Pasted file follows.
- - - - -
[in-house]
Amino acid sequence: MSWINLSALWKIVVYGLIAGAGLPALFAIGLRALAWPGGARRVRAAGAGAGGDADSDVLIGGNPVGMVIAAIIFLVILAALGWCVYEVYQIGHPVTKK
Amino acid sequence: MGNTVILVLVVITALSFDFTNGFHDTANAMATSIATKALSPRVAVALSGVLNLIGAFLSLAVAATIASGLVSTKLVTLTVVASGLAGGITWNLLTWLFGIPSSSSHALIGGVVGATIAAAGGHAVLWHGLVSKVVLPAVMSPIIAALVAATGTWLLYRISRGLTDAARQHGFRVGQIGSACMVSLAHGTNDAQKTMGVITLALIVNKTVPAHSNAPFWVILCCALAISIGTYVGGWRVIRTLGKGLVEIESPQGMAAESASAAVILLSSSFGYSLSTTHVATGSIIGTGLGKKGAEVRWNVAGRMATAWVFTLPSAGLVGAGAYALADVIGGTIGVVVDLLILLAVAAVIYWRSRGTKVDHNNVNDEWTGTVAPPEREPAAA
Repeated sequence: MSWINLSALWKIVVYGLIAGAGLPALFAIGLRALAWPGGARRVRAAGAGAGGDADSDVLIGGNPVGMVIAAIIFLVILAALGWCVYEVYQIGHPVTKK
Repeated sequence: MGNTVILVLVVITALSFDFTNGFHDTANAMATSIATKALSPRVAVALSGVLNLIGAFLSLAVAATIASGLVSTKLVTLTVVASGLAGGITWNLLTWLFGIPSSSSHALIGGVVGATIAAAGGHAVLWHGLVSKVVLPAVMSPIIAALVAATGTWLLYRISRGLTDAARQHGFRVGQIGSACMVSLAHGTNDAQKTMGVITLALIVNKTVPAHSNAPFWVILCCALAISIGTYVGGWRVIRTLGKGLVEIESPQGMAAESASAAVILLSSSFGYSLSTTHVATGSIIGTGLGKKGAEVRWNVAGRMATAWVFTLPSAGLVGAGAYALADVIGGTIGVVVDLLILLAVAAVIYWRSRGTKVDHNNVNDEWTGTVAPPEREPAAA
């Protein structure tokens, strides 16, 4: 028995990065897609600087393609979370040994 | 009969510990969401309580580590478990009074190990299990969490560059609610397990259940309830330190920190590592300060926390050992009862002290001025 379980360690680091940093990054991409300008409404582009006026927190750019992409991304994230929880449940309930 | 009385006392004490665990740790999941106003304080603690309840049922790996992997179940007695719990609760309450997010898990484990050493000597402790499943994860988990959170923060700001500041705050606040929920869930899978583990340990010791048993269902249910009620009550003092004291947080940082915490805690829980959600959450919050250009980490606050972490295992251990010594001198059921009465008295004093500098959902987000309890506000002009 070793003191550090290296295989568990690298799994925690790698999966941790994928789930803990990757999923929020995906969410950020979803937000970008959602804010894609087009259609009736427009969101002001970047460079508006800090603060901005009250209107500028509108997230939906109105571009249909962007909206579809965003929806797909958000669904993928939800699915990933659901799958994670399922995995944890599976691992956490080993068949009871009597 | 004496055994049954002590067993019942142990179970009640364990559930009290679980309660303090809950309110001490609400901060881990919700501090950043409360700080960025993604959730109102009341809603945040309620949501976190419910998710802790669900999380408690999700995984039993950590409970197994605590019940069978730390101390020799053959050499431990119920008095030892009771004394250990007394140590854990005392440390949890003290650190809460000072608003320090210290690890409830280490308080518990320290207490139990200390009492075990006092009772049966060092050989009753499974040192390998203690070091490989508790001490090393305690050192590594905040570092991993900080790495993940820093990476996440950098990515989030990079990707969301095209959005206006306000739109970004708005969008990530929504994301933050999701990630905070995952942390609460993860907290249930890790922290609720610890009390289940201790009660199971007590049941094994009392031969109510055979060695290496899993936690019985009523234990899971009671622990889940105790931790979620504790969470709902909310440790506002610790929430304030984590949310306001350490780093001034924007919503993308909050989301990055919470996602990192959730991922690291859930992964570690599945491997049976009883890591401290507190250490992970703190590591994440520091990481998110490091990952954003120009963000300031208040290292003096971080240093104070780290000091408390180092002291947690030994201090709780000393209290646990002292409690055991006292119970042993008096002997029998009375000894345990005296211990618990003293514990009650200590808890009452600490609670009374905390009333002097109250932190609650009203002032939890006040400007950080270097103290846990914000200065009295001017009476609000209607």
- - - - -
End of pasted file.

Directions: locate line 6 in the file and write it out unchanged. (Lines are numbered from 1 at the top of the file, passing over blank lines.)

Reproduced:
């Protein structure tokens, strides 16, 4: 028995990065897609600087393609979370040994 | 009969510990969401309580580590478990009074190990299990969490560059609610397990259940309830330190920190590592300060926390050992009862002290001025 379980360690680091940093990054991409300008409404582009006026927190750019992409991304994230929880449940309930 | 009385006392004490665990740790999941106003304080603690309840049922790996992997179940007695719990609760309450997010898990484990050493000597402790499943994860988990959170923060700001500041705050606040929920869930899978583990340990010791048993269902249910009620009550003092004291947080940082915490805690829980959600959450919050250009980490606050972490295992251990010594001198059921009465008295004093500098959902987000309890506000002009 070793003191550090290296295989568990690298799994925690790698999966941790994928789930803990990757999923929020995906969410950020979803937000970008959602804010894609087009259609009736427009969101002001970047460079508006800090603060901005009250209107500028509108997230939906109105571009249909962007909206579809965003929806797909958000669904993928939800699915990933659901799958994670399922995995944890599976691992956490080993068949009871009597 | 004496055994049954002590067993019942142990179970009640364990559930009290679980309660303090809950309110001490609400901060881990919700501090950043409360700080960025993604959730109102009341809603945040309620949501976190419910998710802790669900999380408690999700995984039993950590409970197994605590019940069978730390101390020799053959050499431990119920008095030892009771004394250990007394140590854990005392440390949890003290650190809460000072608003320090210290690890409830280490308080518990320290207490139990200390009492075990006092009772049966060092050989009753499974040192390998203690070091490989508790001490090393305690050192590594905040570092991993900080790495993940820093990476996440950098990515989030990079990707969301095209959005206006306000739109970004708005969008990530929504994301933050999701990630905070995952942390609460993860907290249930890790922290609720610890009390289940201790009660199971007590049941094994009392031969109510055979060695290496899993936690019985009523234990899971009671622990889940105790931790979620504790969470709902909310440790506002610790929430304030984590949310306001350490780093001034924007919503993308909050989301990055919470996602990192959730991922690291859930992964570690599945491997049976009883890591401290507190250490992970703190590591994440520091990481998110490091990952954003120009963000300031208040290292003096971080240093104070780290000091408390180092002291947690030994201090709780000393209290646990002292409690055991006292119970042993008096002997029998009375000894345990005296211990618990003293514990009650200590808890009452600490609670009374905390009333002097109250932190609650009203002032939890006040400007950080270097103290846990914000200065009295001017009476609000209607």